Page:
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Old August 12 2009, 10:40 PM   #41
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Location: Aboard the Executor...
Re: The Terminator Chronicles: Second Chance

The damage inflicted by the grenade had been surprisingly effective if brief. The explosion had caused structural damage to both of the leg assemblies and had damaged the fluid transport systems making movement far more difficult for the infiltrator. The fire that resulted from the explosion had burned away or, in places, charred the skin on over 47% of the body structure to blackness. Mechanical components and repair systems had already responded to the most critical problems though, and the secondary considerations would soon have their chance for repairs. As the machine worked to right itself, it made noises similar to growls. Within thirteen seconds it was already back to its feet, yet far from 100%.

It stood in the fire unconcerned for the biological and more focused on the technological. Significant portions of its processor were focused on repairs, but the rest was busy calculating the source of the explosive that had damaged it. It took a second but the software directed it right to the source. The assassin restored the heavy plasma weapon to firing position and pulled the trigger. Error messages flashed across its field of vision informing it that its weapon was destroyed in the explosion. While it calculated an alternative response the human opened fire against its attacker. This human’s attack was far better than the one who attacked it in the hallway. Perhaps it was because the machine had already been damaged in the explosion, it didn’t know the answer to the question, but the human’s recent assault had managed to disable the right arm assembly. Worse it had caused significant damage to the primary processors. The Skynet battle droid shifted to auxiliary command functions to keep itself online and operating for at least the next few minutes. It had a mission to perform and its target was right ahead struggling to survive. A minute was all it needed as the human lashed out in desperation.

It grabbed the human’s weapon and threw the crowbar aside with the flip of a wrist. Then it grasped the human and lifted him into the air like he was a child. The lag time from the processors was significant as the less powerful secondary processors struggled to keep up with the demands of the primary systems. The system’s efficiency got worse with each system that the repair program tackled. After a long moment the command appeared cam through. It was ordered to terminate. There was no reprieve from Skynet like the other human had received. The damaged infiltrator sent the commands to seal the fist and crush the human’s neck, though there was lag time. Right as it began to close the machine was hit again and again by plasma bursts. When the one blast scored a direct hit to the shoulder assembly error messages flashed wildly. It lost its grip and the human fell like a rag doll to the floor.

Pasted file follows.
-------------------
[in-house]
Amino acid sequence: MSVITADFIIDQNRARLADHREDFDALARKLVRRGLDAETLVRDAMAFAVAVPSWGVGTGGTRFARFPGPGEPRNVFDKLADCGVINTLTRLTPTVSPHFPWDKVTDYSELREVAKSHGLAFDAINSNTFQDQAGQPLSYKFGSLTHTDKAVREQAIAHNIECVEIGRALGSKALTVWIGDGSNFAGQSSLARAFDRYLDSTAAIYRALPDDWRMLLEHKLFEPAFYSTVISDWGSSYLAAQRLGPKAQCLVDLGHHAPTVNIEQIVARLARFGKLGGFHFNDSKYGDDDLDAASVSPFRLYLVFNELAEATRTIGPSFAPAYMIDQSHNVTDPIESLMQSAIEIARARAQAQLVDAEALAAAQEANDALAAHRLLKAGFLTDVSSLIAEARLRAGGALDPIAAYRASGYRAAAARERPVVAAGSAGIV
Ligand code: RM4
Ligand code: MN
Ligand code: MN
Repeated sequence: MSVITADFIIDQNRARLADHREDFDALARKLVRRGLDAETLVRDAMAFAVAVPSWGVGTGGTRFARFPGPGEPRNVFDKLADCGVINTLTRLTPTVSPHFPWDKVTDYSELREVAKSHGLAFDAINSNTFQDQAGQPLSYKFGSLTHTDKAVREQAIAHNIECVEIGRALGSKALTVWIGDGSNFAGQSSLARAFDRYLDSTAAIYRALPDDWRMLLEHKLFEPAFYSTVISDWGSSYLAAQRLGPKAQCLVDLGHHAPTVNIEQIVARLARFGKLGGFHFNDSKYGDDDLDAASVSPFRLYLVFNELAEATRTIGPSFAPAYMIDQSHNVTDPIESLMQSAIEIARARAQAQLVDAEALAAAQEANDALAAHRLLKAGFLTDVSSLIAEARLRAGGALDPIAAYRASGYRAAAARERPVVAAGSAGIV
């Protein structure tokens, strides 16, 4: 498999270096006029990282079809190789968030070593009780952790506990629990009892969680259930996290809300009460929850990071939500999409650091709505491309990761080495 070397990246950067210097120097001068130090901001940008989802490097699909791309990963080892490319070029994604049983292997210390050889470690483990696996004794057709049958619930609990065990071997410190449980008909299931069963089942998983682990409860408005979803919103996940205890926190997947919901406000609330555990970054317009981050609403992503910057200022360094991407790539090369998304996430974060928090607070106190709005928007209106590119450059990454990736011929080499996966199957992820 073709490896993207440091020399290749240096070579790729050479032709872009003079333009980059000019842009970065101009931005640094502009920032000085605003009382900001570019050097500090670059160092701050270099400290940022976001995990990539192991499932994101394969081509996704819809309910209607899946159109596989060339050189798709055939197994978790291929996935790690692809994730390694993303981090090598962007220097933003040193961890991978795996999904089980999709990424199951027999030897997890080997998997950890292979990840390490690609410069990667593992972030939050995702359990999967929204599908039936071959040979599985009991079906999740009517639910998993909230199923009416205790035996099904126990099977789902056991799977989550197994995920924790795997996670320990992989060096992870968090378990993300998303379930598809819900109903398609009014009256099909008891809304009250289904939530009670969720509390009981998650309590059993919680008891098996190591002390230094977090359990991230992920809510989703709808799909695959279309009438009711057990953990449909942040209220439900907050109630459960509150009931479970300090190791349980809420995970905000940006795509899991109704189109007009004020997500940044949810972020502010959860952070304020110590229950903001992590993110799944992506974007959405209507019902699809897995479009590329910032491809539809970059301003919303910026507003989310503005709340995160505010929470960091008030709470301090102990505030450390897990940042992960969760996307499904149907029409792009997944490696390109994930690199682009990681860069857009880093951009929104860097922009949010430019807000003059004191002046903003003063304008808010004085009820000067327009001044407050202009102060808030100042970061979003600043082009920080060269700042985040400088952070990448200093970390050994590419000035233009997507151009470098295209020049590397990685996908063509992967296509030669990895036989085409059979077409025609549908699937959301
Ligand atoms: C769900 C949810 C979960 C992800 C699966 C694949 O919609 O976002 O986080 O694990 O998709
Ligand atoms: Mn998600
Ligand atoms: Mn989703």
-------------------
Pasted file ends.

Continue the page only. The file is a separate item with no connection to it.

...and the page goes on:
The machine went to crush him but another impact from the plasma rifle knocked it off balance. The mighty Series Eight Hundred infiltrator, the Infiltration Prototype designed to lead Skynet’s next generation of battle droids, fell to the floor with a loud crash. It had fallen and it couldn’t get back up to its feet. It struggled and pushed, but it was futile. It repositioned its head to allow the sensors room to see what was going on around it. The helpless assassin watched as the duo of humans at the door’s plasma pulses broke into its reinforced skeleton. It was helpless, unable to move, unable to defend itself from the enemy that it had never before feared and still didn’t. A mixture of blood and oil from its body flowed like a river.

It called for Skynet, but Skynet didn’t answer its pleas. The target, Kyle Reese, got to his feet and clutched at his neck right in front of the machine. The auditory scanners told the exposed endoskeleton that the human had been seriously injured, but there was nothing that the attacker could do about it. It listened to Kyle’s rasping breaths as he struggled to get air and chastised itself for its failure. The human pulled the trigger of the once overheated plasma gun he’d used seconds earlier. Purple beams tore through the skull assembly and destroyed the processor chips. The infiltrator was dead and a human had killed it.

Had if been possible it would have hoped Skynet would forgive it for its failure, but even if it were possible it already knew the answer. Its vision faded to black.

Derek Reese watched as the machine struggled to stay upright after his onslaught. His attack had caused the infiltrator to lose its hold on Kyle and his younger brother, the man he swore to his father that he’d always protect, fell to the ground like a broken toy. Derek stared for him and knew that his flesh and blood was most likely dead. The metal bastard had to pay for what it’d done to him and his family. He repeatedly pulled the trigger – his shots backed up by similar beams of light from the rifle of Connor – and the machine continued to struggle.